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      Clinical and subclinical endometritis in the mare: both threats to fertility.

      Reproduction in Domestic Animals = Zuchthygiene

      ultrastructure, physiopathology, microbiology, Uterus, veterinary, Ultrasonography, etiology, Infertility, Female, Hysteroscopy, Horses, therapy, diagnosis, Horse Diseases, Female, pathology, blood supply, Endometrium, complications, Endometritis, physiology, Cilia, Cervix Uteri, Breeding, Biopsy, Animals, Aging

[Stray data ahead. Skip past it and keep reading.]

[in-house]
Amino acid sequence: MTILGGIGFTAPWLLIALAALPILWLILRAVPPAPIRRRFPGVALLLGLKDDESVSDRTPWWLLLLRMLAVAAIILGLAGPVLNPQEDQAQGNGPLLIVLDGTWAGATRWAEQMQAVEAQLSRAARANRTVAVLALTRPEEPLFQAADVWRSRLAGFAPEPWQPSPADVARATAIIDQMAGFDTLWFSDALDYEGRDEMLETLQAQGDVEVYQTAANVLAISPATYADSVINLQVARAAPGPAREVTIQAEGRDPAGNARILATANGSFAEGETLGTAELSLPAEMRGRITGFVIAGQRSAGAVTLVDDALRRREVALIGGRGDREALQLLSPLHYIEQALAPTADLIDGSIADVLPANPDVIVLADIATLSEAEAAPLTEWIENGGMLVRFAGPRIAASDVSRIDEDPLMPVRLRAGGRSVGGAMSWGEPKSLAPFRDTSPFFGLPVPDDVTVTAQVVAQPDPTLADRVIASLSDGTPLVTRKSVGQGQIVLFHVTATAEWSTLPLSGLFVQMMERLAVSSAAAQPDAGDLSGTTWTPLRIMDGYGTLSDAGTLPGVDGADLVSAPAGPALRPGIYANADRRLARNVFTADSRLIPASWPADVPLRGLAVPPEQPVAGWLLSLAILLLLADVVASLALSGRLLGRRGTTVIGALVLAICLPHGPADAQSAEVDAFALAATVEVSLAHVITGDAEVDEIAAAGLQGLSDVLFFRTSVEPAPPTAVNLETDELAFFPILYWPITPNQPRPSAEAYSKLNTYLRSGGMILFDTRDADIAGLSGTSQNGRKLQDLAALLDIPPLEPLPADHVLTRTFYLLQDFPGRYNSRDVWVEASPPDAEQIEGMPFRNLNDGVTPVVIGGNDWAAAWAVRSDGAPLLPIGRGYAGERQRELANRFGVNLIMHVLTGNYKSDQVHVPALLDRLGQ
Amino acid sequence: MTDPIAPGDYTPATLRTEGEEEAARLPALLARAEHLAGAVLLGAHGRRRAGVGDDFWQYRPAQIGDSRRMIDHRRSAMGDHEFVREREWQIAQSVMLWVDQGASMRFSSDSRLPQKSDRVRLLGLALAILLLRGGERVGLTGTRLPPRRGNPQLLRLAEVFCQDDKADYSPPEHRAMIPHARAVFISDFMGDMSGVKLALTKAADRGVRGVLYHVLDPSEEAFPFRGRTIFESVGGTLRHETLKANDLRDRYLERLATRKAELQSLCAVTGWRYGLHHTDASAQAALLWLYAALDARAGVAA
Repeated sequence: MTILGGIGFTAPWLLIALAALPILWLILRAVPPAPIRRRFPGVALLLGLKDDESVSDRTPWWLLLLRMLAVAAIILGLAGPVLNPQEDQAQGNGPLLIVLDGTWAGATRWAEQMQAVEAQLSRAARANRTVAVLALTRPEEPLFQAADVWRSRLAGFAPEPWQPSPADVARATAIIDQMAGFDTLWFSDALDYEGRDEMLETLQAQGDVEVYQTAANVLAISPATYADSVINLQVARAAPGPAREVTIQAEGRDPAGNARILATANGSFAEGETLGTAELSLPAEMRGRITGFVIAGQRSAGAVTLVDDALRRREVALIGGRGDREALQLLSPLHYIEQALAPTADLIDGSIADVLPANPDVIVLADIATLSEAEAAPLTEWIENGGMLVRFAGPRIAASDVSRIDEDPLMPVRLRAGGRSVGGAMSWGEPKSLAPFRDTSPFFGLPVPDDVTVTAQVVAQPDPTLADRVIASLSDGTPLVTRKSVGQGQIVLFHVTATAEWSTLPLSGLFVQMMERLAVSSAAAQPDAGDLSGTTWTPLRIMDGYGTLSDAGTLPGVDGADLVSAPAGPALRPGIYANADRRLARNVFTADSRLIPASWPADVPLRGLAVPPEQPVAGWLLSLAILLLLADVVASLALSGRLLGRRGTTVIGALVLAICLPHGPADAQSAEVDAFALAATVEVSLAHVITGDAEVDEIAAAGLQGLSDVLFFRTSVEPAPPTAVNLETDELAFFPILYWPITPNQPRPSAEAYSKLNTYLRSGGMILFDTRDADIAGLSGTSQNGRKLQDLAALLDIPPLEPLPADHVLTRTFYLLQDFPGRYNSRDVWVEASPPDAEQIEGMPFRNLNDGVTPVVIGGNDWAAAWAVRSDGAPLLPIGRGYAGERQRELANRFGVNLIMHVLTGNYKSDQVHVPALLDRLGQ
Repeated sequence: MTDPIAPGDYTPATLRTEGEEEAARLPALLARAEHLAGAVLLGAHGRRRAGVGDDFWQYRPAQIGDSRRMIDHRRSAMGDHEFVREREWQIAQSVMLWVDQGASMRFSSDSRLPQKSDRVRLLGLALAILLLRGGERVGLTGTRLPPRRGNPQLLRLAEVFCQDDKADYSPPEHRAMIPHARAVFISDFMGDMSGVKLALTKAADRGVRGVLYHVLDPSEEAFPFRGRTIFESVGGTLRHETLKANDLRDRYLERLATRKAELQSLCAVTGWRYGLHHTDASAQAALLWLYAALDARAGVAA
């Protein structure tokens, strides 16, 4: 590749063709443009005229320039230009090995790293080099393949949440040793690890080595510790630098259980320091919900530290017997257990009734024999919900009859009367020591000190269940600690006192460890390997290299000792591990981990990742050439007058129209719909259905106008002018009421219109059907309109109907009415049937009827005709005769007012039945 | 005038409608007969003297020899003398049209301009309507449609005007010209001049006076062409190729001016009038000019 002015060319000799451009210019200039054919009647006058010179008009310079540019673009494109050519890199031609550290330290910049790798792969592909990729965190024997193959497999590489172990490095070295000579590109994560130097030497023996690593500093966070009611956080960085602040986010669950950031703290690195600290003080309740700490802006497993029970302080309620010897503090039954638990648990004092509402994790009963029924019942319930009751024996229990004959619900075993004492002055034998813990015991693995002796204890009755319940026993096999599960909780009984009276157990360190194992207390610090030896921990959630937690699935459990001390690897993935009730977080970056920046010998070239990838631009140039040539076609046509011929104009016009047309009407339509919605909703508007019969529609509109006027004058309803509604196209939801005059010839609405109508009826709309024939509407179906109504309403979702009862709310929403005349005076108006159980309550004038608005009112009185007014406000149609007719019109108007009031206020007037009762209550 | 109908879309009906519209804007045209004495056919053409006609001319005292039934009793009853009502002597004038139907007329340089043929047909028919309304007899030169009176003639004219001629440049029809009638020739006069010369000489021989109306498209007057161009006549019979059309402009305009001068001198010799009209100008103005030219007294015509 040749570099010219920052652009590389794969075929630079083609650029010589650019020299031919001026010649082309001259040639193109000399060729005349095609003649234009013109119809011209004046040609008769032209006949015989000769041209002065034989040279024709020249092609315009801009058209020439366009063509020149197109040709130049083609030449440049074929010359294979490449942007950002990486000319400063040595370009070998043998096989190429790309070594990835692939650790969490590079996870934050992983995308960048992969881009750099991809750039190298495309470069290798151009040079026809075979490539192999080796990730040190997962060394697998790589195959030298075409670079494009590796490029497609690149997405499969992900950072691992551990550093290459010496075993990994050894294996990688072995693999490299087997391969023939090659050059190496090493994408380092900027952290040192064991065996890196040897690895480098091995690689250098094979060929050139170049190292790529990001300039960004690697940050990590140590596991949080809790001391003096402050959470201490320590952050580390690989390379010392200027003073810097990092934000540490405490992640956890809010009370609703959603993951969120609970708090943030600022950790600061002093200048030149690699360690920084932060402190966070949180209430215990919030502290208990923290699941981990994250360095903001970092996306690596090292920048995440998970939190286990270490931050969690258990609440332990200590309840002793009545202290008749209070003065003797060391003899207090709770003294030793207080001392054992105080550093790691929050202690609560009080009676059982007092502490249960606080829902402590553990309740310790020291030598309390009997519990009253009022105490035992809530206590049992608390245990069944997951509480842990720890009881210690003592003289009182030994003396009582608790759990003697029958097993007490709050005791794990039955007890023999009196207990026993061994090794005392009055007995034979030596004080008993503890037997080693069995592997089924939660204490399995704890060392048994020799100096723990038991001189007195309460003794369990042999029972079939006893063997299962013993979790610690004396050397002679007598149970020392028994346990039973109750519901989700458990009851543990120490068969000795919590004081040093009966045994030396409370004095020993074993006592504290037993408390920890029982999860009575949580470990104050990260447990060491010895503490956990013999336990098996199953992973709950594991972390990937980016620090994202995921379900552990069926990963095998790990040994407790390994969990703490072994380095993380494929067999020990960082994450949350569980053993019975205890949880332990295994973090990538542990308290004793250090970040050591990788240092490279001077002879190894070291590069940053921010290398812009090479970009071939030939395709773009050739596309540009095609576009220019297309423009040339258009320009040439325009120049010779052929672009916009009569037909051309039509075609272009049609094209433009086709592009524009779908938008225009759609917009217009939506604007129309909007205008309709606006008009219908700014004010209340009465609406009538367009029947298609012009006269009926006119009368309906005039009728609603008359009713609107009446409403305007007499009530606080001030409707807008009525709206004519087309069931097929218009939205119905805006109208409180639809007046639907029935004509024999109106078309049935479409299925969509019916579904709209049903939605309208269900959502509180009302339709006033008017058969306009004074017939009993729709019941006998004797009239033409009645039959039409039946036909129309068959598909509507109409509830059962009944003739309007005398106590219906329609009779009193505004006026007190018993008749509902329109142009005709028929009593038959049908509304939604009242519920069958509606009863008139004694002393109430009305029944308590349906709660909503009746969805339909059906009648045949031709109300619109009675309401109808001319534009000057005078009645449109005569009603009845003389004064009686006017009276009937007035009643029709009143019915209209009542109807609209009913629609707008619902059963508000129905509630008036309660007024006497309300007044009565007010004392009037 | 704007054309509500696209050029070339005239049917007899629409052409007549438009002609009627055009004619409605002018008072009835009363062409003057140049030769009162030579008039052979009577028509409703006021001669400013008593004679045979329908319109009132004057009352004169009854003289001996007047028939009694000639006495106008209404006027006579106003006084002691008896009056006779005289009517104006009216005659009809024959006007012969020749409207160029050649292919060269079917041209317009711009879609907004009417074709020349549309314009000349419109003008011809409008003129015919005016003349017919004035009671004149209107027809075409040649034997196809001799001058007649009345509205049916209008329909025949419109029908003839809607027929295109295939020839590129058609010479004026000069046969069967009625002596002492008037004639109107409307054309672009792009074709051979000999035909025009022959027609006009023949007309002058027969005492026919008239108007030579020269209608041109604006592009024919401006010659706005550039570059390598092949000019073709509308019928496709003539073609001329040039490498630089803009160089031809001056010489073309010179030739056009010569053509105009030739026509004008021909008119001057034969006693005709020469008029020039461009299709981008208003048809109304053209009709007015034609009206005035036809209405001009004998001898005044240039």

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          Endometritis, a major cause of mare infertility arising from failure to remove bacteria, spermatozoa and inflammatory exudate post-breeding, is often undiagnosed. Defects in genital anatomy, myometrial contractions, lymphatic drainage, mucociliary clearance, cervical function, plus vascular degeneration and inflamm-ageing underlie susceptibility to endometritis. Diagnosis is made through detecting uterine fluid, vaginitis, vaginal discharge, short inter-oestrous intervals, inflammatory uterine cytology and positive uterine culture. However, these signs may be absent in subclinical cases. Hypersecretion of an irritating, watery, neutrophilic exudate underlies classic, easy-to-detect streptococcal endometritis. In contrast, biofilm production, tenacious exudate and focal infection may characterize subclinical endometritis, commonly caused by Gram-negative organisms, fungi and staphylococci. Signs of subclinical endometritis include excessive oedema post-mating and a white line between endometrial folds on ultrasound. In addition, cultures of uterine biopsy tissue or of small volume uterine lavage are twice as sensitive as guarded swabs in detecting Gram-negative organisms, while uterine cytology is twice as sensitive as culture in detecting endometritis. Uterine biopsy may detect deep inflammatory and degenerative changes, such as disruption of the elastic fibres of uterine vessels (elastosis), while endoscopy reveals focal lesions invisible on ultrasound. Mares with subclinical endometritis require careful monitoring by ultrasound post-breeding. Treatments that may be added to traditional therapies, such as post-breeding uterine lavage, oxytocin and intrauterine antibiotics, include lavage 1-h before mating, carbetocin, cloprostenol, cervical dilators, systemic antibiotics, intrauterine chelators (EDTA-Tris), mucolytics (DMSO, kerosene, N-acetylcysteine), corticosteroids (prednisolone, dexamethasone) and immunomodulators (cell wall extracts of Mycobacterium phlei and Propionibacterium acnes).

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